If the news stories are to be believed, Singaporean workers are disengaged and unproductive, a problem which supposedly costs the economy $6 billion per year. This is not to say that they don’t spend a lot of time at work, though.
In fact, Singaporean workers reportedly work the longest hours in the world. Based on their lower productivity levels this means they’re either doing the same amount or even less in a longer amount of time than their counterparts in other countries.
A recent International Labour Office (ILO) report shows that increased output (ie. longer working hours) actually decreases the amount of labour output per hour. On the other hand, increased workplace flexibility makes workers more productive because they experience less negative spillover into their lives, and happy workers are more productive.
In fact, the Economist has published a nice little graph illustrating the relationship between the number of hours worked and productivity.
Given these findings, it’s actually a no-brainer that Singapore’s rigid work environment — with its long hours — has produced incredibly unproductive workers. So, why do Singaporeans work such long hours when it makes them even less productive? Here are three major reasons:
1) Bosses are still obsessed with face time
No matter what your boss might say, an overwhelming majority of Singaporeans say they feel “obliged” to work late. Based on the years I’ve spent working in various offices, I have to say that this has been true in my experience—not only because of workers’ perception, but the attitudes of their bosses.
At one of the law firms I worked at, lawyers generally tried to leave discreetly if they knocked off before the boss, fearing that they would leave a bad impression if they were caught, never mind that they had finished all their work. On the flip side, it was not uncommon to hear bosses complaining that an employee had already left the office. Some bosses also tended to speak unfavourably of workers who were away on annual leave or maternity leave.
At another firm, trainees in a certain department were reportedly told that they were expected to sit around in the office until at least 8:30pm even if they had finished their work, just in case anything urgent came in (the official working hours were from 9 am to 6 pm).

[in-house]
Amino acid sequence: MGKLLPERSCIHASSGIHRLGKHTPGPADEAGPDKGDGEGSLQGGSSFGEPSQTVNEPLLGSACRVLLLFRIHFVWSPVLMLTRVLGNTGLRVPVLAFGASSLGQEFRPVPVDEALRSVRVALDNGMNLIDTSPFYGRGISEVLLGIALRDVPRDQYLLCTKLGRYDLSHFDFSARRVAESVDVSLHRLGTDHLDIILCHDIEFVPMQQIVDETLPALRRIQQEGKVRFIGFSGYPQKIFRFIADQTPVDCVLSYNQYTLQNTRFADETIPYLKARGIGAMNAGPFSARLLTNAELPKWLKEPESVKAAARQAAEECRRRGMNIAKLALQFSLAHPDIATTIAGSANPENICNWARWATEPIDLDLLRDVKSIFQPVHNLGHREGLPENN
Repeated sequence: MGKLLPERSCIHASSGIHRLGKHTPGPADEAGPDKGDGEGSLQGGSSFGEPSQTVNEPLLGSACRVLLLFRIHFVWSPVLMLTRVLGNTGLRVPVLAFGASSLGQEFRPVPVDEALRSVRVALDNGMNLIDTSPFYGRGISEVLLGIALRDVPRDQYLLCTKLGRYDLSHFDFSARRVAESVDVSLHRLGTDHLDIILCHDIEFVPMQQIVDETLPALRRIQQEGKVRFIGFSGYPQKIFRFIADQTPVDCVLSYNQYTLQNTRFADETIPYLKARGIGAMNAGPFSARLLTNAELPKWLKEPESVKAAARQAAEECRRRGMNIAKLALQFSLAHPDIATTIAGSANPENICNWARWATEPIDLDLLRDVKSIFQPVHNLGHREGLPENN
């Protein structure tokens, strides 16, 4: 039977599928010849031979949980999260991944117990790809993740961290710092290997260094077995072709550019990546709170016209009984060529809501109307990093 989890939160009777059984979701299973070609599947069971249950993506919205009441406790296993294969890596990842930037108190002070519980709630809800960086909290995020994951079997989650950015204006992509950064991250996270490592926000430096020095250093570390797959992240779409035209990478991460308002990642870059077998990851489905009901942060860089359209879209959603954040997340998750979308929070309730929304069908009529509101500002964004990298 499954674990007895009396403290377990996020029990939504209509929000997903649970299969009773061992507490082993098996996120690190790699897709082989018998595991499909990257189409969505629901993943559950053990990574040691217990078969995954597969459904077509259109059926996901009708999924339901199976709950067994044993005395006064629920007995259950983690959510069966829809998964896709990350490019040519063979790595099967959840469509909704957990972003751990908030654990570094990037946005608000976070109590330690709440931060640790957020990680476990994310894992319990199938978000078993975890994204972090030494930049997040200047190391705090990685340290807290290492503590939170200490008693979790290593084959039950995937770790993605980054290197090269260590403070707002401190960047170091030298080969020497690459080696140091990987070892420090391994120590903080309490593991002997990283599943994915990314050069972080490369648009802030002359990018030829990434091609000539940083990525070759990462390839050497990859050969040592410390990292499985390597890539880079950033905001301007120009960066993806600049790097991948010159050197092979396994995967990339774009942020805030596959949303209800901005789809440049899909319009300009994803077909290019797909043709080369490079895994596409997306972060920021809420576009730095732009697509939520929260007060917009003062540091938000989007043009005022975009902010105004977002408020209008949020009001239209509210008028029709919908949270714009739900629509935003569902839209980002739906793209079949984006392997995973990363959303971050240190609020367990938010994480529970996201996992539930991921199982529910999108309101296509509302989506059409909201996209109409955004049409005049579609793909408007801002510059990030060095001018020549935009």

In general, there was much talk about “putting in the hours”, which we as employees found perplexing, as we were of the opinion that the main consideration should be whether the work could get done, not putting in the hours just for the sake of it. A 2012 survey seems to corroborate these observations. Employees who chose to work from home were found to be more likely to forgo positive reviews, despite good work.
2) Workers are overburdened
The labour market in Singapore is extremely tight at the moment, meaning employees can afford to pick and choose which companies to work for. This also means that SMEs get the shorter end of the stick as qualified workers flock to MNCs. The upshot is that employees at SMEs tend to be greatly overburdened as employers make up for the lack of manpower by expecting their existing employees to do more work than they can handle.
In fact, 6 out of 10 employees in Singapore claim they are overworked. When workers are overburdened and yet are unable to raise their productivity levels due to long working hours, that can only spell disaster for the companies involved. If Singapore is serious about raising productivity, firms need to rethink their HR policies.
Employers can choose between a churn & burn employment strategy or restricting their growth, arresting their attrition and enhancing their employer branding, in order to retain, grow and manage their human capital as they scale their businesses. More often than not, employers choose the easy way out.
With most Singapore employees feeling pretty damn unhappy, it’s not hard to see why they’re not exactly leaping up with enthusiasm in a bid to raise their productivity. Long coffee breaks and long lunches are not uncommon, and everyone has that colleague who spends the entire day staring at his smartphone and then scrambles to finish his work when night falls.
But that’s not the only reason Singaporeans stay late in the office. As bosses expect employees to stay late in the office, employees don’t have much incentive to do their work efficiently. In fact, many employees just work as slowly as possible since they’re stuck at the office until their boss leaves anyway.
At one of my previous workplaces, employees could be seen strolling around the office at all hours of the day, deeply immersed in gossip. Many of these employees then stayed back in the office until at late as 10pm, slowly finishing up their work. If everyone around them was packing up and leaving at 6pm on the dot, things might have been different.
This article was adapted from Moneysmart.Sg. The author, Joanne Poh, is a former Singapore property lawyer.
See: Working hours: Get a Life